We’ve had the pleasure of interacting with Richard Urban at FAR this summer, and are excited to share an update on the research that he has been conducting at formLab. Richard writes:
“After learning about the resources and expertise available at the Facility for Arts Research, I was eager to spend my summer as Faculty in Residence. FAR is helping me get a jump on a new research agenda that seeks to understand how libraries, archives, and museums are adopting 3D technologies to achieve their missions. This research builds on my prior work developing best practices for 2D digital imaging of collections and developing large-scale aggregations.
But 3D technologies are very different from what I’m familiar with. With the help of Windam Graves, I’ve been learning about 3D scanning techniques, software, and printing using FAR’s MakerBot. This work has directly informed the development of a survey that will be distributed in the next few weeks. More importantly, my time spent at FAR has provided a solid foundation for a long-term research agenda that will help libraries, archives, and museums better prepare for future 3D digitization projects.
During my time at FAR, I have begun to develop a registry for 3D digital collections currently available from libraries, archives, and museums. While some organizations, like the Smithsonian’s X3D project, are using their own websites, the British Museum, Metropolitan Museum of Art, and the Art Institute of Chicago are directly sharing 3D models through shared services that let their collections mingle with other publicly available resources. These and other museum collections are available for you to download, print, and re-mix into your own work.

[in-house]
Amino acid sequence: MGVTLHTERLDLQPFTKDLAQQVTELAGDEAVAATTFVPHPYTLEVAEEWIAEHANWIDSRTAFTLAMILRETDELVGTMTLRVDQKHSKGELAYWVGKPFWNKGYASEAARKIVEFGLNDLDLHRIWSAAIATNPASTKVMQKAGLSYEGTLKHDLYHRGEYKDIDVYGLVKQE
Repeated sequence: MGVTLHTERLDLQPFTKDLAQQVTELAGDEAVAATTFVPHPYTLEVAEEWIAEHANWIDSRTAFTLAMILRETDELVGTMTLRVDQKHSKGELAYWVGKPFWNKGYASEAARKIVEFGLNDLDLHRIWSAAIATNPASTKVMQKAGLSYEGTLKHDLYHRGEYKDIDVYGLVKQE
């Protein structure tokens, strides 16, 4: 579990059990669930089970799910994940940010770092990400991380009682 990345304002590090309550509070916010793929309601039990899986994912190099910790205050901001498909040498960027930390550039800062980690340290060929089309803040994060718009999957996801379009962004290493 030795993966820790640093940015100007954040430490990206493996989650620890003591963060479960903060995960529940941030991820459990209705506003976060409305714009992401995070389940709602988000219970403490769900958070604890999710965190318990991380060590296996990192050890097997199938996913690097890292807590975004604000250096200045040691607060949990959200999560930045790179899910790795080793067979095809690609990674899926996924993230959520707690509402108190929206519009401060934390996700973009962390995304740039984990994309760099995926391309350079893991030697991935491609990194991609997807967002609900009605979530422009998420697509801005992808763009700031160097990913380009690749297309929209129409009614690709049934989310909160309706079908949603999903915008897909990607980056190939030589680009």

Why did I choose to print these particular items? Years ago I encountered a copy of Mill’s life mask of Lincoln that was mistakenly labeled as a “death mask.” When I’d posted the photo to Flickr, someone had linked to a story that explained that Lincoln (given the nature of his death) never had a death mask made. Because Mill’s cast was made mere months before Lincoln’s assignation, it was widely copied after his death. I’ve been fascinated with these various versions of Lincoln’s life masks ever since. I’d seen the copy of Mill’s life mask that is part of the Smithsonian National Portrait Gallery, which is the basis for this 3D model provided by the Smithsonian.
As part of my survey, I’ve been trying to identify different kinds of collection types that are using 3D printing. The Homo erectus specimen is “one of the most complete skulls of Homo erectus from Africa….dated at 1.75 million years…” In addition to representing an example from a fossil collection, I thought it would make an interesting juxtaposition alongside the Lincoln life mask. I’m hoping that Ganesha will help remove the obstacles to additional funding for my work.”